Microsoft offers a relatively cheap subscription services on Xbox One that give players access hundreds of titles for a monthly cost. For $9.99 a month, Xbox One owners can use Game Pass to download old and new games. But a few users are finding out that if they let that subscription lapse, they can’t play their favorite games anymore, even if they own hard copies that should, theoretically, have nothing to do with Game Pass.
Reddit user RodCCL caused a stir on the site when he posted a thread titled “My [Game Pass] expired. Now I can't play my Halo 5 copy anymore.” He let his Game Pass subscription lapse two weeks ago and now, whenever he tries to boot his hard copy of Halo 5—a game Game Pass subscribers got for free—his Xbox tells him to renew his Game Pass subscription. After this story was first published, Microsoft told Motherboard that this was an "isolated incident."
“I've contacted Xbox Support [four] times and no one has helped me,” RodCCL wrote on Reddit. “I even did a factory reset and lost over 600gb in games but that did not solve the problem either. A guy even told me that ‘you can buy another month of [Game Pass] if you want.’ Well no, I'm not buying another month just to play a game I already own.”
He rebooted his console, redownloaded his profile, and downloaded the game twice. Nothing ha worked. “I've deleted the game at least three times,” he said. “If I put the disk on the console while being connected to [XBox Live], the installation-downloading process begins normally but then I can't open the game with any profile. I also tried moving the game to my external drive but did not work either. If I try to install the game while being offline, I get the error ‘0x8b050066.’”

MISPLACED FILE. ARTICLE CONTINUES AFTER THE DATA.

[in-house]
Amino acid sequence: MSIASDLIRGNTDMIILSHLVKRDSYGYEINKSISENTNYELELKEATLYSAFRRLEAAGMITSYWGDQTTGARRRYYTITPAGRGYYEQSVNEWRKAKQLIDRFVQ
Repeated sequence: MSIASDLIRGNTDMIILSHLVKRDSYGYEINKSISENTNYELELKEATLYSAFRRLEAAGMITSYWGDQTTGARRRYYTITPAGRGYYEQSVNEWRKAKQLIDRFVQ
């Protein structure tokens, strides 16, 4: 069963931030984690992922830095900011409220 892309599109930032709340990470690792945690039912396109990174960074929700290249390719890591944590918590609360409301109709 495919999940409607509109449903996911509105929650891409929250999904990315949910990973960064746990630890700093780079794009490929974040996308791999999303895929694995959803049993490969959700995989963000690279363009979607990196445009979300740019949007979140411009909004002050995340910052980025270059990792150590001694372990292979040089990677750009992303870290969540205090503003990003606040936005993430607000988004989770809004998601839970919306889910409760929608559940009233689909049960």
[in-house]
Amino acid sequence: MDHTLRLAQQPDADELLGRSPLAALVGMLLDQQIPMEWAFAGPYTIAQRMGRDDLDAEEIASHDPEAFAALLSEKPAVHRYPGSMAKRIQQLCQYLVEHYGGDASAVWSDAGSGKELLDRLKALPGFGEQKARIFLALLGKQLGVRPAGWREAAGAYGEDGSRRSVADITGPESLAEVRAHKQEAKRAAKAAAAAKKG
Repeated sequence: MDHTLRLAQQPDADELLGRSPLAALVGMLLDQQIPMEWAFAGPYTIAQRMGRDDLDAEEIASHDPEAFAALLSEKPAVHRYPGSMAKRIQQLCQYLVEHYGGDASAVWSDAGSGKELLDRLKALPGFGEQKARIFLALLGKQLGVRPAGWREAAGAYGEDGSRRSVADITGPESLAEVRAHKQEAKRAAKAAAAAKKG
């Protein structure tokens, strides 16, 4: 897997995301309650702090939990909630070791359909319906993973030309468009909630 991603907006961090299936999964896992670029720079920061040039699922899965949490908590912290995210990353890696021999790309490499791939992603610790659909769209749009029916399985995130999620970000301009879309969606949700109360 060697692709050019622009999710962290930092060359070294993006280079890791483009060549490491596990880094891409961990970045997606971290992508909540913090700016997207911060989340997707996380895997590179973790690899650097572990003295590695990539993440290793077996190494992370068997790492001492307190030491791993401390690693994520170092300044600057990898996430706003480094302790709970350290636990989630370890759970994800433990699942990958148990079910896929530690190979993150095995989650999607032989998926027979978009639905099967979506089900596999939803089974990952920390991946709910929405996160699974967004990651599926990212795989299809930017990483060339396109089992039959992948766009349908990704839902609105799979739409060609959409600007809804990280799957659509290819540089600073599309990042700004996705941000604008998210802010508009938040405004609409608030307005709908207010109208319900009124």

As of this writing his thread has more than 1700 upvotes and it sat on the front page of /r/Xboxone for hours. “There is a big problem with game licences being removed,” TheOnlyTruthfulGamer said in a comment on Rod’s post. “I have lost 20 games and I do have Game Pass. Using Game Pass seems to be confusing the licences and removing them. They have even disappeared from my purchase list. Support won't do anything to help me….not buying digital with Microsoft anymore.”
Microsoft told us in an email that it's aware of the issue and trying to solve the problem. “We’re committed to ensuring customers have access to games they have acquired,” Microsoft said. “We’re aware of the claims and working to validate and resolve.” After this story was first published, Microsoft added: "We have confirmed that this is an isolated incident and are working directly with the affected user to resolve."
But RodCCL still can’t play Halo 5. “The problem still persists,” he told me over Reddit. “[Larry Hryb, Director of Programming for Xbox Live] has replied and I emailed him with more details. I also received an email from ‘Microsoft Quick Assistance’ some hours ago. The message says that my issue has been escalated and that I’ll be contacted by them very soon.”
Microsoft faced a consumer backlash in 2013 when it revealed the Xbox One. As originally conceived, the console would require users to connect to the internet once a day to play their games and face restrictions on used purchases. At the time, Microsoft said it wanted to push users towards a digital-only games marketplace but it backed away from the draconian DRM after backlash from fans.
Last week, an expired security certificate bricked the Oculus Rift and kept users from using the virtual reality headset. Increasingly, when you buy something—especially a digital product—you’re really just licensing the software. These days, even when you’ve got a physical disc for a video game, you don’t really own it in the way you think you do.
Update: This story has been updated with additional comment from Microsoft.